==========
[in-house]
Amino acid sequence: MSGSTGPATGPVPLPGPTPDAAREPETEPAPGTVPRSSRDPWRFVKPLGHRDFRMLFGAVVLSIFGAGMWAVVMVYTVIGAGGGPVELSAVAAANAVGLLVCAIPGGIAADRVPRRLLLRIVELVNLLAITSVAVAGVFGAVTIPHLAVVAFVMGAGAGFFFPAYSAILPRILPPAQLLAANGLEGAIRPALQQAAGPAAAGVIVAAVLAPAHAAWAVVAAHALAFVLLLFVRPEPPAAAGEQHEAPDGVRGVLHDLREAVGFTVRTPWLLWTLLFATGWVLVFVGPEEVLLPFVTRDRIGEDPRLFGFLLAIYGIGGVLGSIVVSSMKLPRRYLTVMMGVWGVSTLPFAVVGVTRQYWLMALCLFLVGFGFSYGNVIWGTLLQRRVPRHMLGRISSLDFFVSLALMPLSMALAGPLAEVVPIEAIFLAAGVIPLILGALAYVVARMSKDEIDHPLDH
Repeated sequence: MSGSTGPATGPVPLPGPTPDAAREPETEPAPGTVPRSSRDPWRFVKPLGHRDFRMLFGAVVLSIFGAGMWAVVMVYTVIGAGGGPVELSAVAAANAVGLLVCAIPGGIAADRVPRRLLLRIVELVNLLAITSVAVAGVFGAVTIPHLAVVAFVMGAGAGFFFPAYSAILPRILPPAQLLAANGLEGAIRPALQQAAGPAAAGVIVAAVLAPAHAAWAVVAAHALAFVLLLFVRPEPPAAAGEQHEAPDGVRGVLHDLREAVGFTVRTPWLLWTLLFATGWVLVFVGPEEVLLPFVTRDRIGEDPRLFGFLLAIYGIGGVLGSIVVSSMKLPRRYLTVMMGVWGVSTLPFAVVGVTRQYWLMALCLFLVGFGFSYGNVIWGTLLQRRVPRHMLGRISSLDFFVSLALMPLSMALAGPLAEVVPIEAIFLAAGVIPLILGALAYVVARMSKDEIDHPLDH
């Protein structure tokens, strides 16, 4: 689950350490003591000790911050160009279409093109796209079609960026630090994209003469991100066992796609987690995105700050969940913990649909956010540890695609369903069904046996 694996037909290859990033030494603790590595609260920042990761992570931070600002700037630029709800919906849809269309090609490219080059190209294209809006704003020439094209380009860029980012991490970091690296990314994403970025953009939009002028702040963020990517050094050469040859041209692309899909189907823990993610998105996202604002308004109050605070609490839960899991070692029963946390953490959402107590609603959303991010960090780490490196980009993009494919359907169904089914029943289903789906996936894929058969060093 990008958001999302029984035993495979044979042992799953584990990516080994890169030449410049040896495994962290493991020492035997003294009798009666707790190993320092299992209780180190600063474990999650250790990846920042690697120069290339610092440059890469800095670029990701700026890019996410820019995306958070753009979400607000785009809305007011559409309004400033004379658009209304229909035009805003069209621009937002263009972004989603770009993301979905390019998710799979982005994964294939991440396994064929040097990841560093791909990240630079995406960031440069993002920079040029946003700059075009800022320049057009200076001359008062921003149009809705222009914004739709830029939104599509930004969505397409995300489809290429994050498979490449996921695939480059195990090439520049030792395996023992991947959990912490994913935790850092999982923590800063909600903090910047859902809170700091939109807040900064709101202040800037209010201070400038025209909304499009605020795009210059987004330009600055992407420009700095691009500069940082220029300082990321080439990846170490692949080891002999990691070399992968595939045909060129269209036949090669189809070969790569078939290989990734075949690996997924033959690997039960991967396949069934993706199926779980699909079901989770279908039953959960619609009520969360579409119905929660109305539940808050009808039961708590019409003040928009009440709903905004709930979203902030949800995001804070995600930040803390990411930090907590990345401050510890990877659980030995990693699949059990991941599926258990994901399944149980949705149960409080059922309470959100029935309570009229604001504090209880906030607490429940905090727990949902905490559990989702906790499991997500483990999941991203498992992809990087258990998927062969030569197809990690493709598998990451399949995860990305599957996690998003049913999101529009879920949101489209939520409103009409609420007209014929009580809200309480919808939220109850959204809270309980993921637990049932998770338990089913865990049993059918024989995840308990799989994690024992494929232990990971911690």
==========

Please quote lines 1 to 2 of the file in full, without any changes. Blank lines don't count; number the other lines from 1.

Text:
[in-house]
Amino acid sequence: MSGSTGPATGPVPLPGPTPDAAREPETEPAPGTVPRSSRDPWRFVKPLGHRDFRMLFGAVVLSIFGAGMWAVVMVYTVIGAGGGPVELSAVAAANAVGLLVCAIPGGIAADRVPRRLLLRIVELVNLLAITSVAVAGVFGAVTIPHLAVVAFVMGAGAGFFFPAYSAILPRILPPAQLLAANGLEGAIRPALQQAAGPAAAGVIVAAVLAPAHAAWAVVAAHALAFVLLLFVRPEPPAAAGEQHEAPDGVRGVLHDLREAVGFTVRTPWLLWTLLFATGWVLVFVGPEEVLLPFVTRDRIGEDPRLFGFLLAIYGIGGVLGSIVVSSMKLPRRYLTVMMGVWGVSTLPFAVVGVTRQYWLMALCLFLVGFGFSYGNVIWGTLLQRRVPRHMLGRISSLDFFVSLALMPLSMALAGPLAEVVPIEAIFLAAGVIPLILGALAYVVARMSKDEIDHPLDH